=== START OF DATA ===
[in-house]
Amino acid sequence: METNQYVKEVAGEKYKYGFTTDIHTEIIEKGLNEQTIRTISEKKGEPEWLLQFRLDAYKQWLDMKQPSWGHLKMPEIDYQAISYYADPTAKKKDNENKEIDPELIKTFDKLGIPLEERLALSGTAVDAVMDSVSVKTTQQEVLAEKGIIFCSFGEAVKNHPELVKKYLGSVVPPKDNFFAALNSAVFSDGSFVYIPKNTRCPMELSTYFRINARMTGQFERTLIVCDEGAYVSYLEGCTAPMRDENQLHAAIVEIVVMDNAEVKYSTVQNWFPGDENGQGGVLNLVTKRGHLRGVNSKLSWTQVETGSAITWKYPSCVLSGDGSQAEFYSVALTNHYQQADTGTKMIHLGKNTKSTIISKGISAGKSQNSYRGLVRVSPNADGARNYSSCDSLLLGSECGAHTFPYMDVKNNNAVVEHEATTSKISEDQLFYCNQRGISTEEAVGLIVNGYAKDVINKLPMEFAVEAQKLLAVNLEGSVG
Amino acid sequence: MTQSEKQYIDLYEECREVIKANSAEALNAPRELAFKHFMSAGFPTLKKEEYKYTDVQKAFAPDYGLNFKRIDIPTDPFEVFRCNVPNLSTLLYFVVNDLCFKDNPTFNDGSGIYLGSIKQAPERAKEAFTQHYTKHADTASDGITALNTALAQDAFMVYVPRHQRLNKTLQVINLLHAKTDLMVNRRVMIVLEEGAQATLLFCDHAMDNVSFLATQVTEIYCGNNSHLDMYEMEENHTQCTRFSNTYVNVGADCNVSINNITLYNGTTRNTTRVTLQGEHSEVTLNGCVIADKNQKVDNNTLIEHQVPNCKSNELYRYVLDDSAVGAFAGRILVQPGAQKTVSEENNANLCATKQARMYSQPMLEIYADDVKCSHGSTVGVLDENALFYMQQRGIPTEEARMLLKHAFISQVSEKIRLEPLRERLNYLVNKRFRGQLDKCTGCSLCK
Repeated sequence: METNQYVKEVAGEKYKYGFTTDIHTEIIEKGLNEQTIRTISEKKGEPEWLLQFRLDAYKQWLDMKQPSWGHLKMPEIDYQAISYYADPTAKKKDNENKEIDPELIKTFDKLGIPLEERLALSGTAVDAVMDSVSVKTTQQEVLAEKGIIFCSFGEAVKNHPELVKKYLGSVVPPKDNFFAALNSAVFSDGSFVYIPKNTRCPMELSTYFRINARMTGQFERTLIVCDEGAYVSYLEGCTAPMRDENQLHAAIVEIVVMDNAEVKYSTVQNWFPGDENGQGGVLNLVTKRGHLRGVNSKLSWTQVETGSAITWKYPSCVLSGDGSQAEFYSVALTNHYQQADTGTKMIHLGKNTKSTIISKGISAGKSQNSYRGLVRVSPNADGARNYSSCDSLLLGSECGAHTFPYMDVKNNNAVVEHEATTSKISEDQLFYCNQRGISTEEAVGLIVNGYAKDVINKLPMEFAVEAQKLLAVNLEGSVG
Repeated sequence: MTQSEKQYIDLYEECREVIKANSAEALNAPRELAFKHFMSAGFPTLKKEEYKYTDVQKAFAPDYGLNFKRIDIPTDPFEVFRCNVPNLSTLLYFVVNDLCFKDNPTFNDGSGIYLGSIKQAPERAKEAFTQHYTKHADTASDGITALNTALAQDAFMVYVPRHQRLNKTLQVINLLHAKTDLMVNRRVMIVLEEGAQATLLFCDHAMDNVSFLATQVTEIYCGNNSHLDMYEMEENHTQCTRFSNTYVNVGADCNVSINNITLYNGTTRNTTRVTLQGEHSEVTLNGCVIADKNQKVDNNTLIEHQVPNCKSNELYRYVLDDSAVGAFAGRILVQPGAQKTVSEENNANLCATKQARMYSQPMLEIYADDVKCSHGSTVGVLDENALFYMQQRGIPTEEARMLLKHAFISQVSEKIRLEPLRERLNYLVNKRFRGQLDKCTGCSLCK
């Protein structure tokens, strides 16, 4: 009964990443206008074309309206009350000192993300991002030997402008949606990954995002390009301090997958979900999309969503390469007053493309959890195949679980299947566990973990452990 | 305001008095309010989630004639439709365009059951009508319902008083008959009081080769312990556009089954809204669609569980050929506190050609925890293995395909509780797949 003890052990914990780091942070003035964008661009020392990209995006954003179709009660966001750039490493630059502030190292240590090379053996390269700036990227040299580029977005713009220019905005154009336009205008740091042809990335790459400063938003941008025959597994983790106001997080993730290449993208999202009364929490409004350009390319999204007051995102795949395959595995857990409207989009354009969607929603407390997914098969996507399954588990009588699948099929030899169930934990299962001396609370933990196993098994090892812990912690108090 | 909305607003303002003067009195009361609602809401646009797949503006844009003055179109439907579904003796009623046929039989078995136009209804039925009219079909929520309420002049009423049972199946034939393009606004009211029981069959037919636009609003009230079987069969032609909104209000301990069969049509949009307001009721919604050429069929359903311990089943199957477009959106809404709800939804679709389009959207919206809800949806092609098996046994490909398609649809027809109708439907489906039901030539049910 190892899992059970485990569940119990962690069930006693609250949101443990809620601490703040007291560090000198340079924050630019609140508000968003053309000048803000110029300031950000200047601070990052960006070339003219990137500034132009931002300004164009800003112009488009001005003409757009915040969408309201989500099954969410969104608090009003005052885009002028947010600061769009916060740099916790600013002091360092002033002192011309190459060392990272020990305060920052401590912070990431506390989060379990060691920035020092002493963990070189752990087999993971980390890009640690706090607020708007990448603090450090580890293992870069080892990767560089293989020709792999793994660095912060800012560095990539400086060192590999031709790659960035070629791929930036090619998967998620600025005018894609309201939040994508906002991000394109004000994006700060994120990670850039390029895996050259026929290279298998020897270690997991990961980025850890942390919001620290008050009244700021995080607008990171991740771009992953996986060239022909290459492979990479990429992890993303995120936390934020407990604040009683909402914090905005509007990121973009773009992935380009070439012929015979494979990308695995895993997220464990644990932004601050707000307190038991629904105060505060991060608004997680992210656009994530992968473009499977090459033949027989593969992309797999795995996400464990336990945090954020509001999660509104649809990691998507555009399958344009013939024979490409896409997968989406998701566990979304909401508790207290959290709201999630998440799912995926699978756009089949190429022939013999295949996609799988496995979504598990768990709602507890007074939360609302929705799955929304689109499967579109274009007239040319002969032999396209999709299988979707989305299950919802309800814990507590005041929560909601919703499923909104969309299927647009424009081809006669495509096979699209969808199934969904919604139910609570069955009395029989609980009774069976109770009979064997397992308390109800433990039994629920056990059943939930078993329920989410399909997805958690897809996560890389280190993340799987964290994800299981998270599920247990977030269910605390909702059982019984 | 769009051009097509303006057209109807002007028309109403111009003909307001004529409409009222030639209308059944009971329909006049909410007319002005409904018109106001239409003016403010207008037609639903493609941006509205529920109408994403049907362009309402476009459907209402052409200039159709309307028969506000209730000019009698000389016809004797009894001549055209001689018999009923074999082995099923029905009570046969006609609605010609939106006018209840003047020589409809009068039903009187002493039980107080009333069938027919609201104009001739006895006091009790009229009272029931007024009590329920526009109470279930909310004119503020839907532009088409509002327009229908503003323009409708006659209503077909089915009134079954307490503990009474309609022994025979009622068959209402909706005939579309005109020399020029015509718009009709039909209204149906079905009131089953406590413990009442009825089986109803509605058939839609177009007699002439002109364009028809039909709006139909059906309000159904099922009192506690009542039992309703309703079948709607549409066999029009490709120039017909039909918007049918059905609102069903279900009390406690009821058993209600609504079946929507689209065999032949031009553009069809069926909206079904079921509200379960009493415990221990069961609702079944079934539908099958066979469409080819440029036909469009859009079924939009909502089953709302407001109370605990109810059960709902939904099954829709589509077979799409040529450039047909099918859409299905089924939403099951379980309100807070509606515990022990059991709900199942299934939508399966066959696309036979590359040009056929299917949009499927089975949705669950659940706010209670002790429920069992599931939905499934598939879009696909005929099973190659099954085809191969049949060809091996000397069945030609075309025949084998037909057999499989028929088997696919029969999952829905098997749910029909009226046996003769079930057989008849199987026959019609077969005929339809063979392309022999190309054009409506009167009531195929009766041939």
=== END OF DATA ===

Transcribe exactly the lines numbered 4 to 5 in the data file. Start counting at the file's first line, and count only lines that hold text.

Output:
Repeated sequence: METNQYVKEVAGEKYKYGFTTDIHTEIIEKGLNEQTIRTISEKKGEPEWLLQFRLDAYKQWLDMKQPSWGHLKMPEIDYQAISYYADPTAKKKDNENKEIDPELIKTFDKLGIPLEERLALSGTAVDAVMDSVSVKTTQQEVLAEKGIIFCSFGEAVKNHPELVKKYLGSVVPPKDNFFAALNSAVFSDGSFVYIPKNTRCPMELSTYFRINARMTGQFERTLIVCDEGAYVSYLEGCTAPMRDENQLHAAIVEIVVMDNAEVKYSTVQNWFPGDENGQGGVLNLVTKRGHLRGVNSKLSWTQVETGSAITWKYPSCVLSGDGSQAEFYSVALTNHYQQADTGTKMIHLGKNTKSTIISKGISAGKSQNSYRGLVRVSPNADGARNYSSCDSLLLGSECGAHTFPYMDVKNNNAVVEHEATTSKISEDQLFYCNQRGISTEEAVGLIVNGYAKDVINKLPMEFAVEAQKLLAVNLEGSVG
Repeated sequence: MTQSEKQYIDLYEECREVIKANSAEALNAPRELAFKHFMSAGFPTLKKEEYKYTDVQKAFAPDYGLNFKRIDIPTDPFEVFRCNVPNLSTLLYFVVNDLCFKDNPTFNDGSGIYLGSIKQAPERAKEAFTQHYTKHADTASDGITALNTALAQDAFMVYVPRHQRLNKTLQVINLLHAKTDLMVNRRVMIVLEEGAQATLLFCDHAMDNVSFLATQVTEIYCGNNSHLDMYEMEENHTQCTRFSNTYVNVGADCNVSINNITLYNGTTRNTTRVTLQGEHSEVTLNGCVIADKNQKVDNNTLIEHQVPNCKSNELYRYVLDDSAVGAFAGRILVQPGAQKTVSEENNANLCATKQARMYSQPMLEIYADDVKCSHGSTVGVLDENALFYMQQRGIPTEEARMLLKHAFISQVSEKIRLEPLRERLNYLVNKRFRGQLDKCTGCSLCK